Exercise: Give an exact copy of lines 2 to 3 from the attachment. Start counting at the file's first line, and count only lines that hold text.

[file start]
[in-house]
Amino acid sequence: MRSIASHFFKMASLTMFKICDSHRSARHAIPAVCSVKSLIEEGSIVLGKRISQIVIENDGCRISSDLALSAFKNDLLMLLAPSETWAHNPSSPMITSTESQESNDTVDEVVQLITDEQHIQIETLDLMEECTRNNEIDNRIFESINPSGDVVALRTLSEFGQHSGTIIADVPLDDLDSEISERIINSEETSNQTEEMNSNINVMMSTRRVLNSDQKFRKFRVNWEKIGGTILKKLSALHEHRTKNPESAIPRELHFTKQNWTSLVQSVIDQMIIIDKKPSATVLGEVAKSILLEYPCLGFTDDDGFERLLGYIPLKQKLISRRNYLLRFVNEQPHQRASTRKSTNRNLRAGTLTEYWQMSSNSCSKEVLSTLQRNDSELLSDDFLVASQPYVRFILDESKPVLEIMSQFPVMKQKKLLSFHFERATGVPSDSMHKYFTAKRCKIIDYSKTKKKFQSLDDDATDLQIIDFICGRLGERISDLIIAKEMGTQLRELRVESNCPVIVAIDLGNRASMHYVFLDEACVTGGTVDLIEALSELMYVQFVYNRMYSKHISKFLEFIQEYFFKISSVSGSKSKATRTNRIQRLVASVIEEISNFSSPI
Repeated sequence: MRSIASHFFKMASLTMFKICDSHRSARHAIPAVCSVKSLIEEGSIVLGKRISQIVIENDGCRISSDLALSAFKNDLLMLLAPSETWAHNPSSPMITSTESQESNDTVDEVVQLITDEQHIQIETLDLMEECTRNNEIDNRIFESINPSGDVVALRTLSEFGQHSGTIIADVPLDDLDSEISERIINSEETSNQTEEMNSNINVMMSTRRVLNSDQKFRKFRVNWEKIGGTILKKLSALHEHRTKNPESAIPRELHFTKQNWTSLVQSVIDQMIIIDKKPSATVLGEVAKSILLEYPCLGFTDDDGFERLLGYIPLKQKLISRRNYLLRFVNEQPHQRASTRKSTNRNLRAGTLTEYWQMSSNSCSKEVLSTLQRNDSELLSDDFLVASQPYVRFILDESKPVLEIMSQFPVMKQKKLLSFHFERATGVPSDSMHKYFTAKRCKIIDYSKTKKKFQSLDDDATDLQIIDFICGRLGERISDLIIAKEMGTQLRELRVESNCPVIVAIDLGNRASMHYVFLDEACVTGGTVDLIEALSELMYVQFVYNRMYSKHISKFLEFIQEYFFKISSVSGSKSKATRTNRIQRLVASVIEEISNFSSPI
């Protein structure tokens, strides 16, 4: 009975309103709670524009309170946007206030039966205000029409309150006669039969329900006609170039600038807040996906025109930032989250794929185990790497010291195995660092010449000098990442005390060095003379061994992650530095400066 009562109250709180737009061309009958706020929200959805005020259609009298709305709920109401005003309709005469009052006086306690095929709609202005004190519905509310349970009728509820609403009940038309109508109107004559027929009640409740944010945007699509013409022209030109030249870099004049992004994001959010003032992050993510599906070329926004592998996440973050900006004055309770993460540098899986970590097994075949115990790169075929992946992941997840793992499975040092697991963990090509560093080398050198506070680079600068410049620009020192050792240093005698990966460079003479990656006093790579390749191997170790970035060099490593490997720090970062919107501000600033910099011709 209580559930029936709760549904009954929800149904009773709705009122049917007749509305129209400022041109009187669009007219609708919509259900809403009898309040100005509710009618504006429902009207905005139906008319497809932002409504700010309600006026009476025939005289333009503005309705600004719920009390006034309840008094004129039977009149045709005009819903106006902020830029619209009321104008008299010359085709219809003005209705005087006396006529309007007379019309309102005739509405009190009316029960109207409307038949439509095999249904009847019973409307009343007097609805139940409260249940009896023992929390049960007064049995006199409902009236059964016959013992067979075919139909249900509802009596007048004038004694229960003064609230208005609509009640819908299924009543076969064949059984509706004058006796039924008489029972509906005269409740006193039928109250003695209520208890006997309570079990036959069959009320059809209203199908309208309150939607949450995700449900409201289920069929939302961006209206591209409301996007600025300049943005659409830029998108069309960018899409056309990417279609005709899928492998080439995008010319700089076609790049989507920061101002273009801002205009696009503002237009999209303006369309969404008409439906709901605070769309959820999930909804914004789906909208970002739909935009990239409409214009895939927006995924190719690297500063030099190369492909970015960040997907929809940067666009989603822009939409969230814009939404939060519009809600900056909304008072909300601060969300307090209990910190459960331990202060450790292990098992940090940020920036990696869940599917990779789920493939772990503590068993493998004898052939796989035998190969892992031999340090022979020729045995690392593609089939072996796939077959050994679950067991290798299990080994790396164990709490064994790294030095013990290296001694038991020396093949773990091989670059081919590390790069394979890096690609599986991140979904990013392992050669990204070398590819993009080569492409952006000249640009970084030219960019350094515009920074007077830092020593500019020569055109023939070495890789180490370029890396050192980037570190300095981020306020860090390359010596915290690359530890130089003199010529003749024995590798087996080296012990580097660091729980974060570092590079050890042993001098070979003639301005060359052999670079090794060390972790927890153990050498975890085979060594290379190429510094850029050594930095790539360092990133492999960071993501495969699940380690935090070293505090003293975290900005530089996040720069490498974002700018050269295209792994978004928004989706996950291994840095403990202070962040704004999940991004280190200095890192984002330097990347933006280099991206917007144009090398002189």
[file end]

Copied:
Amino acid sequence: MRSIASHFFKMASLTMFKICDSHRSARHAIPAVCSVKSLIEEGSIVLGKRISQIVIENDGCRISSDLALSAFKNDLLMLLAPSETWAHNPSSPMITSTESQESNDTVDEVVQLITDEQHIQIETLDLMEECTRNNEIDNRIFESINPSGDVVALRTLSEFGQHSGTIIADVPLDDLDSEISERIINSEETSNQTEEMNSNINVMMSTRRVLNSDQKFRKFRVNWEKIGGTILKKLSALHEHRTKNPESAIPRELHFTKQNWTSLVQSVIDQMIIIDKKPSATVLGEVAKSILLEYPCLGFTDDDGFERLLGYIPLKQKLISRRNYLLRFVNEQPHQRASTRKSTNRNLRAGTLTEYWQMSSNSCSKEVLSTLQRNDSELLSDDFLVASQPYVRFILDESKPVLEIMSQFPVMKQKKLLSFHFERATGVPSDSMHKYFTAKRCKIIDYSKTKKKFQSLDDDATDLQIIDFICGRLGERISDLIIAKEMGTQLRELRVESNCPVIVAIDLGNRASMHYVFLDEACVTGGTVDLIEALSELMYVQFVYNRMYSKHISKFLEFIQEYFFKISSVSGSKSKATRTNRIQRLVASVIEEISNFSSPI
Repeated sequence: MRSIASHFFKMASLTMFKICDSHRSARHAIPAVCSVKSLIEEGSIVLGKRISQIVIENDGCRISSDLALSAFKNDLLMLLAPSETWAHNPSSPMITSTESQESNDTVDEVVQLITDEQHIQIETLDLMEECTRNNEIDNRIFESINPSGDVVALRTLSEFGQHSGTIIADVPLDDLDSEISERIINSEETSNQTEEMNSNINVMMSTRRVLNSDQKFRKFRVNWEKIGGTILKKLSALHEHRTKNPESAIPRELHFTKQNWTSLVQSVIDQMIIIDKKPSATVLGEVAKSILLEYPCLGFTDDDGFERLLGYIPLKQKLISRRNYLLRFVNEQPHQRASTRKSTNRNLRAGTLTEYWQMSSNSCSKEVLSTLQRNDSELLSDDFLVASQPYVRFILDESKPVLEIMSQFPVMKQKKLLSFHFERATGVPSDSMHKYFTAKRCKIIDYSKTKKKFQSLDDDATDLQIIDFICGRLGERISDLIIAKEMGTQLRELRVESNCPVIVAIDLGNRASMHYVFLDEACVTGGTVDLIEALSELMYVQFVYNRMYSKHISKFLEFIQEYFFKISSVSGSKSKATRTNRIQRLVASVIEEISNFSSPI